When Bugs Crawl Up the Food Chain

When Bugs Crawl Up the Food Chain

When Bugs Crawl Up the Food Chain

When Bugs Crawl Up the Food Chain

Epomis beetle larvae look delicious to frogs. They’re snack-size, like little protein packs. If a frog is nearby, a larva will even wiggle its antennae and mandibles alluringly.

But when the frog makes its move, the beetle turns the tables. It jumps onto the amphibian’s head and bites down. Then it drinks its would-be predator’s fluids out like a froggy Capri Sun.

We tend to think of food chains moving in one direction: Bigger eats smaller. But nature is often not so neat. All around the world, and maybe even in your backyard, arthropods are bodying vertebrates and gobbling them up.

Jose Valdez, soon to be a postdoctoral researcher at the German Centre for Integrative Biodiversity Research, identified hundreds of examples of this phenomenon in the scientific literature, which he detailed in a review published in July in Global Ecology and Biogeography. He and others who study the topic think that once the initial gasp of shock is past, it’s important to understand what eats what.

Dr. Valdez became interested in these role reversals during his doctoral research, after watching a gang of water beetles devour a rare tadpole. The larvae were known predators, whereas the adults were widely considered to be scavengers. But Dr. Valdez developed a hunch, borne out by further research, that they were actively hunting vertebrates, too.

He got a similar feeling when, while reading the news or surfing YouTube, he saw other bugs punching above their weight: a huntsman spider savoring a pygmy possum, a praying mantis chewing off a gecko’s face.

“Maybe this is not so rare,” Dr. Valdez remembered thinking.

Dr. Valdez found 1,300 similar examples, which he gathered into a searchable database. The entries cover 89 countries and involve many types of arthropod predator: storied vertebrate-hunters like scorpions and spiders, along with less well-documented cases such as dragonflies and centipedes.

It is a formidable catalog of invertebrate vengeance: A spider snares a songbird in its web, giant water bugs wrestle snakes into submission, fire ants team up to overrun a baby alligator. “Every time I would read a new one I was like, ‘Oh my goodness,’” Dr. Valdez said.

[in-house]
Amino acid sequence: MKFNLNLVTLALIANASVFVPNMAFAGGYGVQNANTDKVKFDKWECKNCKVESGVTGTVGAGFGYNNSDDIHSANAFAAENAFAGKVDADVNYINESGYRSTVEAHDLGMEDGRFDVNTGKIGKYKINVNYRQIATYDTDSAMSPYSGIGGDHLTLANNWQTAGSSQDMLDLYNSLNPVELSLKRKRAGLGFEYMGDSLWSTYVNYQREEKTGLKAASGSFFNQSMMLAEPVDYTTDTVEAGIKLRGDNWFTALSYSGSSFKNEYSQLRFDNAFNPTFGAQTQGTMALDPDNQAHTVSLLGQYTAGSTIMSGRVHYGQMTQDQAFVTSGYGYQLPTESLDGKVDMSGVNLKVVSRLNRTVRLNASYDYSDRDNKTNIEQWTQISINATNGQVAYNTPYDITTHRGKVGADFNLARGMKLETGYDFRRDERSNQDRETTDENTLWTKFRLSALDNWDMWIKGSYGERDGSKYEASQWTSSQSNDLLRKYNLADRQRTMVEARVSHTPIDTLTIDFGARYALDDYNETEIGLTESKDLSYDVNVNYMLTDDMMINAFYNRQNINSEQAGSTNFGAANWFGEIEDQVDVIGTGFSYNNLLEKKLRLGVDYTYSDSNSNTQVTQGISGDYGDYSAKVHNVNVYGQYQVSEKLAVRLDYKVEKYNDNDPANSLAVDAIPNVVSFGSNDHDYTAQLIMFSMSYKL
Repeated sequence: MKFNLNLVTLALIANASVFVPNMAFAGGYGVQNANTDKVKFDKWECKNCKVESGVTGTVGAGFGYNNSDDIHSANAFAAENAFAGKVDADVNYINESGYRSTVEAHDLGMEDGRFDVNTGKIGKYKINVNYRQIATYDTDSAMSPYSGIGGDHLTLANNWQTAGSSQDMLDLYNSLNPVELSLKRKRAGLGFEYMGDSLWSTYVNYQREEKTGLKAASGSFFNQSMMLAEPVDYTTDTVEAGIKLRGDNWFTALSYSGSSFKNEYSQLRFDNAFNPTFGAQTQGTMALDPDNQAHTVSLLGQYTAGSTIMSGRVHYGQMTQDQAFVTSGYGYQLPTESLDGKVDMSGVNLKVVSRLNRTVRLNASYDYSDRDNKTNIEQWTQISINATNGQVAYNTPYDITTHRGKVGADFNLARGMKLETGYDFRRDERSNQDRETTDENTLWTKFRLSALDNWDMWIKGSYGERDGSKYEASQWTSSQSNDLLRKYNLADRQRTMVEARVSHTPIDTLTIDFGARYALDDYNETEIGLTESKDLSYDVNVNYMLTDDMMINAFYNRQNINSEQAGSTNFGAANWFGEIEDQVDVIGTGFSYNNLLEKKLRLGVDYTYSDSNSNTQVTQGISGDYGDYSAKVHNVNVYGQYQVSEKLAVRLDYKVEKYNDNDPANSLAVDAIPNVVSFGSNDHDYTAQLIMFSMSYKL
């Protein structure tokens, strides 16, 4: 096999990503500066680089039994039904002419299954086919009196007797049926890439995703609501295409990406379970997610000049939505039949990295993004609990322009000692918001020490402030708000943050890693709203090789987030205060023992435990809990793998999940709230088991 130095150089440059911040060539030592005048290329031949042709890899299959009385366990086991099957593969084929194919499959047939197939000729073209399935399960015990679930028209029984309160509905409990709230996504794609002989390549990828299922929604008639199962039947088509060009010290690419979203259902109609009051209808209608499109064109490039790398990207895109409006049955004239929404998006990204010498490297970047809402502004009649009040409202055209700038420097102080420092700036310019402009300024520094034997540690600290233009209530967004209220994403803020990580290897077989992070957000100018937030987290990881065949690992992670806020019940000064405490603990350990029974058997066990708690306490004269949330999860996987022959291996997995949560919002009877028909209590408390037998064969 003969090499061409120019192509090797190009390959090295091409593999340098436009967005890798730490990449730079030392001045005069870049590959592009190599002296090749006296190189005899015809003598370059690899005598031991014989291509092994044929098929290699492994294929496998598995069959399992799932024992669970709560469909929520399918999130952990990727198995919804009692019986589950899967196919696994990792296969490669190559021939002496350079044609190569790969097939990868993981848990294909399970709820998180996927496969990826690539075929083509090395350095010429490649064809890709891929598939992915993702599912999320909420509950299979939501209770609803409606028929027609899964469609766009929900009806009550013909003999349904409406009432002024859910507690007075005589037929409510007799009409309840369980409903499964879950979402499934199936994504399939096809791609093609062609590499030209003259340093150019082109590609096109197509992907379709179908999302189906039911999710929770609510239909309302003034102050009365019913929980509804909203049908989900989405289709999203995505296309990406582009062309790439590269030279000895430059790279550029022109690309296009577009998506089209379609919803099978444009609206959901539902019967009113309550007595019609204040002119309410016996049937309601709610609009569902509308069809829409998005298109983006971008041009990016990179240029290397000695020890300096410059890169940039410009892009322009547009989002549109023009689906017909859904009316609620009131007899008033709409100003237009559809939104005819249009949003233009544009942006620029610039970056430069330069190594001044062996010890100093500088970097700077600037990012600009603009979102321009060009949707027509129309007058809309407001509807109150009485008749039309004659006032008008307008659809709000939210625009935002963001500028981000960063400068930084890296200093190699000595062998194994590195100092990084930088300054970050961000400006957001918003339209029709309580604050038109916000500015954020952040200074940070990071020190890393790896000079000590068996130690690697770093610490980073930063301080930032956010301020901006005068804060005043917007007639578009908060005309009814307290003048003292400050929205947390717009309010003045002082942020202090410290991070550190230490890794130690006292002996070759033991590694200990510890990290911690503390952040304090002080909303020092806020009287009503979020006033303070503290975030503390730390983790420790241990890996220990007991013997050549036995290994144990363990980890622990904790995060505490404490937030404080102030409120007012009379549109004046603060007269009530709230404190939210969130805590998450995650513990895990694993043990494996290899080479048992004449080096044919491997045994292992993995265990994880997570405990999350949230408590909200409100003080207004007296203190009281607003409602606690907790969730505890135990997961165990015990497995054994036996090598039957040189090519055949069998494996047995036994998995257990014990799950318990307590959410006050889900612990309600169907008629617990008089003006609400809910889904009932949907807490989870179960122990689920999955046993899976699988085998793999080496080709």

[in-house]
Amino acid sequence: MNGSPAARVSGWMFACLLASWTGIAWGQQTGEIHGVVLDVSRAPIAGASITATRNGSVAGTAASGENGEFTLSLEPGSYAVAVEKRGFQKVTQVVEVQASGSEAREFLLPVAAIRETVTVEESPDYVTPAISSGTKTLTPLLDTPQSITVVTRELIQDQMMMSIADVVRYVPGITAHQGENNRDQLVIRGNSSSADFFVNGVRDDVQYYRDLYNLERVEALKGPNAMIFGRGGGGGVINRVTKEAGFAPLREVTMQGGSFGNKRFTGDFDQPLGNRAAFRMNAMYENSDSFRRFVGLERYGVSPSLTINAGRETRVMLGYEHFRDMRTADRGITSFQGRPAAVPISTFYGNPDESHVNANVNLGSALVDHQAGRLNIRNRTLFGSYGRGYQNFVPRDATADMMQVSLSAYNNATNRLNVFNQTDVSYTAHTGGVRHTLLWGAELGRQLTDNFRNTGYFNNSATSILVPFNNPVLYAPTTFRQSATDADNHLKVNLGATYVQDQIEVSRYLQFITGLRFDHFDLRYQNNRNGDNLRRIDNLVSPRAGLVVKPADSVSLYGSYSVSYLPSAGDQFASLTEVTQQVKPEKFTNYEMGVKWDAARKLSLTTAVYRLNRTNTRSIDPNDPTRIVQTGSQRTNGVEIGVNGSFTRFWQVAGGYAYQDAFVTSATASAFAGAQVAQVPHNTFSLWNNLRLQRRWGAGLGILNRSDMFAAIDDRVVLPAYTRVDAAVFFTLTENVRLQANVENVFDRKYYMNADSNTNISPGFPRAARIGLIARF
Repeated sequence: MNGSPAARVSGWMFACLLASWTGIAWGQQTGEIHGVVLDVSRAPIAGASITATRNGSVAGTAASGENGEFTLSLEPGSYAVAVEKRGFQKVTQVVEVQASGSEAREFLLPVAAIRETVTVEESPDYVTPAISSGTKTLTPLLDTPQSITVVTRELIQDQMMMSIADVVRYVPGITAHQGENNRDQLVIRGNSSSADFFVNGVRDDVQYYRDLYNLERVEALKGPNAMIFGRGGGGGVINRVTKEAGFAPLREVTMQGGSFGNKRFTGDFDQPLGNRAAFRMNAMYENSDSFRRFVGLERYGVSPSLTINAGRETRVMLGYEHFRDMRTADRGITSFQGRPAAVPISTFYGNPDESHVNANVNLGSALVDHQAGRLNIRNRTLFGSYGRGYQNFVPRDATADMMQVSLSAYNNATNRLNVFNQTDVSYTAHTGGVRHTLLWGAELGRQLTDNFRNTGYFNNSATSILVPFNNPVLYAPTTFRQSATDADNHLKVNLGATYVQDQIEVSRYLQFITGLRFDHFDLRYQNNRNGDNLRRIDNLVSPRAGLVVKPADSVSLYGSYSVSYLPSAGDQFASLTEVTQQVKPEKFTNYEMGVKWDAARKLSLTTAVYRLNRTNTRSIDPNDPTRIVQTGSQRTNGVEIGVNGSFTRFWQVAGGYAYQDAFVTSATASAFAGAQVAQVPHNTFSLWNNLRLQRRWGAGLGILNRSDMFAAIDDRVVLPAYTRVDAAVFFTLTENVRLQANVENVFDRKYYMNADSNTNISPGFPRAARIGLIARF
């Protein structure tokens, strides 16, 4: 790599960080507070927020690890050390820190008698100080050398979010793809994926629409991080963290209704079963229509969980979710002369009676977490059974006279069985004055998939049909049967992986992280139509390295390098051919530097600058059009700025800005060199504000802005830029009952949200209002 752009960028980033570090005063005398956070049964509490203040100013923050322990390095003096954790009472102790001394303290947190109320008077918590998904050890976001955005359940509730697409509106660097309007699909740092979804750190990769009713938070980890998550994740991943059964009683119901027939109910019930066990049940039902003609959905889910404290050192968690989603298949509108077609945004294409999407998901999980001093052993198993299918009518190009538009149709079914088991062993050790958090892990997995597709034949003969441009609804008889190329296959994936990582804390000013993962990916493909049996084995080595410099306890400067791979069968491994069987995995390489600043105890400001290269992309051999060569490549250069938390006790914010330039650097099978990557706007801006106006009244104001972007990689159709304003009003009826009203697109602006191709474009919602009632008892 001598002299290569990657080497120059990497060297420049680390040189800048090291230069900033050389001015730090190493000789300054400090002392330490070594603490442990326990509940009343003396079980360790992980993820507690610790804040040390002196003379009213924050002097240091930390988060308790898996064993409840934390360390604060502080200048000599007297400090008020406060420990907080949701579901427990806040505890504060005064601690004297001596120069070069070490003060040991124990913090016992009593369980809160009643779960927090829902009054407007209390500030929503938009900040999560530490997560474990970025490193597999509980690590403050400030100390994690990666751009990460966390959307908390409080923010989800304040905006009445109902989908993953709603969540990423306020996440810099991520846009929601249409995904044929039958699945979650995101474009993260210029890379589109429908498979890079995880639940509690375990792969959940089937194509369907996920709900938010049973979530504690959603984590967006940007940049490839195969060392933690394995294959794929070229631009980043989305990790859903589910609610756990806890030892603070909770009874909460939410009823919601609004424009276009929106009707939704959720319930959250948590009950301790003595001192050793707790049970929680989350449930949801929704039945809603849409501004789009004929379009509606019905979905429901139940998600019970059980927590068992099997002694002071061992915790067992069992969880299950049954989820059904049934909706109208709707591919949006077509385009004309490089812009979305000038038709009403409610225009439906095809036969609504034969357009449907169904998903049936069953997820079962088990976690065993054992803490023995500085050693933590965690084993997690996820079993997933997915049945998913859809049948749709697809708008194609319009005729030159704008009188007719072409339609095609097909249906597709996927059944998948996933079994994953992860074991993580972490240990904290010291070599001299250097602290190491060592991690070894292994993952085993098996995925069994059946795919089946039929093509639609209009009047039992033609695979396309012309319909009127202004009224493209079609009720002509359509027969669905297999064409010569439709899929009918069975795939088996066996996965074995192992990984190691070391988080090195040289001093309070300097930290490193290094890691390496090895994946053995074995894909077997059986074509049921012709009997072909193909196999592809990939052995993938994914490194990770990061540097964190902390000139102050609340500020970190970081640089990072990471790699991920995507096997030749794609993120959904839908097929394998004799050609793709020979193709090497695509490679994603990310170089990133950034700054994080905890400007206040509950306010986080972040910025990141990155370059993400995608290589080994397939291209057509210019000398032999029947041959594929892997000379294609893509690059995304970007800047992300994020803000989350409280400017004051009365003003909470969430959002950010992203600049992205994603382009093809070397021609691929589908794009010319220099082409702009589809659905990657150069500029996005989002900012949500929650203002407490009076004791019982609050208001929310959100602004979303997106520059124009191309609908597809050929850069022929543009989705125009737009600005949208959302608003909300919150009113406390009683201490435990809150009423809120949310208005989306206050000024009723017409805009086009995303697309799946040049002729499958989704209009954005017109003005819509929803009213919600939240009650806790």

There are few full-fledged studies on the topic; Dr. Valdez built on the work of Martin Nyffeler, a conservation biologist at the University of Basel in Switzerland who has documented spiders eating everything from fish to bats. Another large contribution came from a 1982 literature review by Sharon McCormick and Gary Polis. Many of the matchups that Dr. Valdez added to his database were originally described in brief observational notes by scientists who hadn’t set out to study the subject.

After witnessing his water beetle-tadpole smackdown, Dr. Valdez, too, had written it up as a note. But treating these instances as one-offs might be obscuring a larger ecological significance, he said: “We should see what kind of effect this is having on food webs.”

There could also be conservation implications, said Dr. Valdez. He points to the case of the Devils Hole pupfish. Scientists had trouble breeding the rare species in a lab to save them until they realized that diving beetles — accidentally imported from the pupfish’s habitat — were eating many of the larvae.

It is difficult to investigate what arthropods eat, said Eric Nordberg, a wildlife ecologist at James Cook University in Queensland who has also studied the topic but was not involved with the new paper. If you want to learn more about what a vertebrate eats, “you can flush the stomach contents or look at preserved specimens,” he said. But invertebrates lack stomachs, so “you need to be in the right place at the right time.”

These moments of serendipity are becoming increasingly common, said Gil Wizen, one of the entomologists who discovered the unique behavior of the Epomis beetles. He credited the prevalence of smartphones, as well as scientists and the public becoming “more alert to these interactions,” he said.

Even with the new database, however, he didn’t think scientists have seen it all. “Without doubt there are more arthropods out there hunting vertebrates,” he said. “Nature is more fluid than we think.”

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